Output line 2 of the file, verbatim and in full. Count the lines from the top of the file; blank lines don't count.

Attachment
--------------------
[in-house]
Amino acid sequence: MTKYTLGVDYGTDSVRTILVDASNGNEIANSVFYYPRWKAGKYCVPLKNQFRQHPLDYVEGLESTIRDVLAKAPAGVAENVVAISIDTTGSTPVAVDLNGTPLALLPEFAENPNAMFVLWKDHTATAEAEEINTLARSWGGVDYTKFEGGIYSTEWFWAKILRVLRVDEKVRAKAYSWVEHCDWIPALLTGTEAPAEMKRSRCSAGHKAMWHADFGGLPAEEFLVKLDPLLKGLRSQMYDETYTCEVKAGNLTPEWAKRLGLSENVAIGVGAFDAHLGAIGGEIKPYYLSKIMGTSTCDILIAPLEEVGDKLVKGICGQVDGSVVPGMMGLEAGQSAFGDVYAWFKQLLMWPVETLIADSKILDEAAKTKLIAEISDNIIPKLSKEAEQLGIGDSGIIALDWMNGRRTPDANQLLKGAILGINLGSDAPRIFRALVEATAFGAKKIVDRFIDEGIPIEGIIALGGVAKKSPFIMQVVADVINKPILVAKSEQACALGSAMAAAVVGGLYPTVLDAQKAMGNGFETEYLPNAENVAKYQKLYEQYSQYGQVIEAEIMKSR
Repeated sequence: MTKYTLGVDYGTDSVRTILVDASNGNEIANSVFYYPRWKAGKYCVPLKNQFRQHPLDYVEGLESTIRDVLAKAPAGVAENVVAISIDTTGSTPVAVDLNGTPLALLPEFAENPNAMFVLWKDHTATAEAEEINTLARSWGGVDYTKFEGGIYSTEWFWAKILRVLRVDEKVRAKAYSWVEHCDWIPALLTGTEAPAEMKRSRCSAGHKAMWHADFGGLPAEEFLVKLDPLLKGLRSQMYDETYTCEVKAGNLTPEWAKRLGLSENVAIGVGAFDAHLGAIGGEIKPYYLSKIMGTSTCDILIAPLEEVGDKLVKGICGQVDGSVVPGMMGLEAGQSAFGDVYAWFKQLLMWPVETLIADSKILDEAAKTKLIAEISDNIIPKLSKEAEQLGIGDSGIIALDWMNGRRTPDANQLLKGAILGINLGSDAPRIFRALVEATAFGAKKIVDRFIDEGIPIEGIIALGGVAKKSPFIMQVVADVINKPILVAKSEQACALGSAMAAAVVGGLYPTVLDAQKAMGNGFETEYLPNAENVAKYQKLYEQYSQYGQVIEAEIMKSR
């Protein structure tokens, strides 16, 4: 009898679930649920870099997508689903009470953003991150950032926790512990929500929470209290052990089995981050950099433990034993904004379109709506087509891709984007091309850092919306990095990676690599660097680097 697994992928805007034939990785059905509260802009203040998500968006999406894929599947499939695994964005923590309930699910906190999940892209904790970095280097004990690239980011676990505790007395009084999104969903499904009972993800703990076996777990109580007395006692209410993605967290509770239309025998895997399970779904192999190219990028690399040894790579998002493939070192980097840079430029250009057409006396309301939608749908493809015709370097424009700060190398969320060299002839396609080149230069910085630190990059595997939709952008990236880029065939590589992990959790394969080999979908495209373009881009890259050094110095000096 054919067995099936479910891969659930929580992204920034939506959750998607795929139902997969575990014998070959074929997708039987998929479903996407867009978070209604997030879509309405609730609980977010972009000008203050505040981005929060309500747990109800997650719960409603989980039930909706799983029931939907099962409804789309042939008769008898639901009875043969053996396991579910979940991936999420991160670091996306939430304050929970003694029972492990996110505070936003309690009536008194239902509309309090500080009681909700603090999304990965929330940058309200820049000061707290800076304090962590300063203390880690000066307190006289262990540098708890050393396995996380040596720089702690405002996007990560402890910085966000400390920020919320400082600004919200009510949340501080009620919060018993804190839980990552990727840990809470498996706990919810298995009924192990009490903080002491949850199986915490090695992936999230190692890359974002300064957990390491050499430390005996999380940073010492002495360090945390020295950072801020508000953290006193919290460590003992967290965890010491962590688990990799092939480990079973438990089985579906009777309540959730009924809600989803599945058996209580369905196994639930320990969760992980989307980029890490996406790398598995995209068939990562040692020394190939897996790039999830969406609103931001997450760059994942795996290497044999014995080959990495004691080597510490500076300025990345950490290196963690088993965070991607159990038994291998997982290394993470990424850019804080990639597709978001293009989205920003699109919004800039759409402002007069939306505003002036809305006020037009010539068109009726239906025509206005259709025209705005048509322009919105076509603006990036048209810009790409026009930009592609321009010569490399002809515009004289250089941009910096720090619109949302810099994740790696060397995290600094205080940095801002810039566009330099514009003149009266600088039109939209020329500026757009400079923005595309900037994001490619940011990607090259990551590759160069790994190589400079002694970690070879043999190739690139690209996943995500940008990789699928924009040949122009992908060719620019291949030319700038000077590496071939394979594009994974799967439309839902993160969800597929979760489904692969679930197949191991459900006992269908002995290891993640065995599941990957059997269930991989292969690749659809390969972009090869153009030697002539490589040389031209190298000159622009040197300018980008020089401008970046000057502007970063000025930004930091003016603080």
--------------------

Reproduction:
Amino acid sequence: MTKYTLGVDYGTDSVRTILVDASNGNEIANSVFYYPRWKAGKYCVPLKNQFRQHPLDYVEGLESTIRDVLAKAPAGVAENVVAISIDTTGSTPVAVDLNGTPLALLPEFAENPNAMFVLWKDHTATAEAEEINTLARSWGGVDYTKFEGGIYSTEWFWAKILRVLRVDEKVRAKAYSWVEHCDWIPALLTGTEAPAEMKRSRCSAGHKAMWHADFGGLPAEEFLVKLDPLLKGLRSQMYDETYTCEVKAGNLTPEWAKRLGLSENVAIGVGAFDAHLGAIGGEIKPYYLSKIMGTSTCDILIAPLEEVGDKLVKGICGQVDGSVVPGMMGLEAGQSAFGDVYAWFKQLLMWPVETLIADSKILDEAAKTKLIAEISDNIIPKLSKEAEQLGIGDSGIIALDWMNGRRTPDANQLLKGAILGINLGSDAPRIFRALVEATAFGAKKIVDRFIDEGIPIEGIIALGGVAKKSPFIMQVVADVINKPILVAKSEQACALGSAMAAAVVGGLYPTVLDAQKAMGNGFETEYLPNAENVAKYQKLYEQYSQYGQVIEAEIMKSR